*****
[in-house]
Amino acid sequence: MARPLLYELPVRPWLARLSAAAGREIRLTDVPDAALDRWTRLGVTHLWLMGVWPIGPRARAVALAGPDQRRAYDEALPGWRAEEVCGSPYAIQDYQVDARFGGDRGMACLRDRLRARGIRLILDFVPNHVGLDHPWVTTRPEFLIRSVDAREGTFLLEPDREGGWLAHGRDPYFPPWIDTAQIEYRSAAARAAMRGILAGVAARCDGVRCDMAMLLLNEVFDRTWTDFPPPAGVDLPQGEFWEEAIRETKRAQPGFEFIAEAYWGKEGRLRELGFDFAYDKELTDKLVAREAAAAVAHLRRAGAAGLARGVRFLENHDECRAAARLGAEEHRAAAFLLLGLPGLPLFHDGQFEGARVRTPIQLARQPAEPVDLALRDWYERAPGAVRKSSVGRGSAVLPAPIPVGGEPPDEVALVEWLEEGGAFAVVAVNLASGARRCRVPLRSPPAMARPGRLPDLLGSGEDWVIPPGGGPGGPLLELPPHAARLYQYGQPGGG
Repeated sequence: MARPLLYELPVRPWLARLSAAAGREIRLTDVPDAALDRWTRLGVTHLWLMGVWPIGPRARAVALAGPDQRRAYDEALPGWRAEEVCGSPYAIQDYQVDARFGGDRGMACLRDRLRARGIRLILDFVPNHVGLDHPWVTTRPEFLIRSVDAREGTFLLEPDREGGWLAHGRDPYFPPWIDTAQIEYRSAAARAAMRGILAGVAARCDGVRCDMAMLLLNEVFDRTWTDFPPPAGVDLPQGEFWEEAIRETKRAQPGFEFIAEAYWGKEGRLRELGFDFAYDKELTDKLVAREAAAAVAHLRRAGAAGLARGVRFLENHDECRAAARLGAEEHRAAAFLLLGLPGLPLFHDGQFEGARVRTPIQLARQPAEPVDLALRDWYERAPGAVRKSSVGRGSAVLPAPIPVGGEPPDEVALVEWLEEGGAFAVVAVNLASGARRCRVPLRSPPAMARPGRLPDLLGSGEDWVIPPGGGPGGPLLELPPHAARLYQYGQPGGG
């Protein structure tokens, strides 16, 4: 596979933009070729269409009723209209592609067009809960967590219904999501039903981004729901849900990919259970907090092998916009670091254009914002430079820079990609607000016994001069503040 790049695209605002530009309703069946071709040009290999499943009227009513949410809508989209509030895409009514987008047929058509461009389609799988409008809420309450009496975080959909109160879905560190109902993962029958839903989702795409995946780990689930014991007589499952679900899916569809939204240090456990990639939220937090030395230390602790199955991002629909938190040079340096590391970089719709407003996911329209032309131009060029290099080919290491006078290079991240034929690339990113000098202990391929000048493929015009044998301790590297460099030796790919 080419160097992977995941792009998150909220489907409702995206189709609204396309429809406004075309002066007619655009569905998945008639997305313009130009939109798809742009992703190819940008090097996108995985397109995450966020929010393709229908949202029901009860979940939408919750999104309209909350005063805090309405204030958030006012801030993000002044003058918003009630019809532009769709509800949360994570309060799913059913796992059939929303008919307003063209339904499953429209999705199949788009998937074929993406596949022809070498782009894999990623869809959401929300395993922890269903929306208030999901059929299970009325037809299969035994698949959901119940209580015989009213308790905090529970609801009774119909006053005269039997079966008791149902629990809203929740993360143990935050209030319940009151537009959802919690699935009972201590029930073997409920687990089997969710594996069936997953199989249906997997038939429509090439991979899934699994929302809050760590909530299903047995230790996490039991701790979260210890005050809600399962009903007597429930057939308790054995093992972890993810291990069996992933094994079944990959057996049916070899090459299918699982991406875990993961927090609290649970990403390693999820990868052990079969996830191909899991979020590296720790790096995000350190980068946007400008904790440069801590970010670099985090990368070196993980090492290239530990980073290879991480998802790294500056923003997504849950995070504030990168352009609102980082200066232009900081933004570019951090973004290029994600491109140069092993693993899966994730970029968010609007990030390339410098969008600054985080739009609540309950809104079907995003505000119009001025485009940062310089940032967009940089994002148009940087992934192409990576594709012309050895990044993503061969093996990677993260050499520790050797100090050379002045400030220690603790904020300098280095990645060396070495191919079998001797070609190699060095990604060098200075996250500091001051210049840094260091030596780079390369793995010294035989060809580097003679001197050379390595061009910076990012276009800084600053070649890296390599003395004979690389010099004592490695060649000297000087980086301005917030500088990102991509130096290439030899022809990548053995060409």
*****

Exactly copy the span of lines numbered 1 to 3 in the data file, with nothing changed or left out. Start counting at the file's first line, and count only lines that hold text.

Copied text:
[in-house]
Amino acid sequence: MARPLLYELPVRPWLARLSAAAGREIRLTDVPDAALDRWTRLGVTHLWLMGVWPIGPRARAVALAGPDQRRAYDEALPGWRAEEVCGSPYAIQDYQVDARFGGDRGMACLRDRLRARGIRLILDFVPNHVGLDHPWVTTRPEFLIRSVDAREGTFLLEPDREGGWLAHGRDPYFPPWIDTAQIEYRSAAARAAMRGILAGVAARCDGVRCDMAMLLLNEVFDRTWTDFPPPAGVDLPQGEFWEEAIRETKRAQPGFEFIAEAYWGKEGRLRELGFDFAYDKELTDKLVAREAAAAVAHLRRAGAAGLARGVRFLENHDECRAAARLGAEEHRAAAFLLLGLPGLPLFHDGQFEGARVRTPIQLARQPAEPVDLALRDWYERAPGAVRKSSVGRGSAVLPAPIPVGGEPPDEVALVEWLEEGGAFAVVAVNLASGARRCRVPLRSPPAMARPGRLPDLLGSGEDWVIPPGGGPGGPLLELPPHAARLYQYGQPGGG
Repeated sequence: MARPLLYELPVRPWLARLSAAAGREIRLTDVPDAALDRWTRLGVTHLWLMGVWPIGPRARAVALAGPDQRRAYDEALPGWRAEEVCGSPYAIQDYQVDARFGGDRGMACLRDRLRARGIRLILDFVPNHVGLDHPWVTTRPEFLIRSVDAREGTFLLEPDREGGWLAHGRDPYFPPWIDTAQIEYRSAAARAAMRGILAGVAARCDGVRCDMAMLLLNEVFDRTWTDFPPPAGVDLPQGEFWEEAIRETKRAQPGFEFIAEAYWGKEGRLRELGFDFAYDKELTDKLVAREAAAAVAHLRRAGAAGLARGVRFLENHDECRAAARLGAEEHRAAAFLLLGLPGLPLFHDGQFEGARVRTPIQLARQPAEPVDLALRDWYERAPGAVRKSSVGRGSAVLPAPIPVGGEPPDEVALVEWLEEGGAFAVVAVNLASGARRCRVPLRSPPAMARPGRLPDLLGSGEDWVIPPGGGPGGPLLELPPHAARLYQYGQPGGG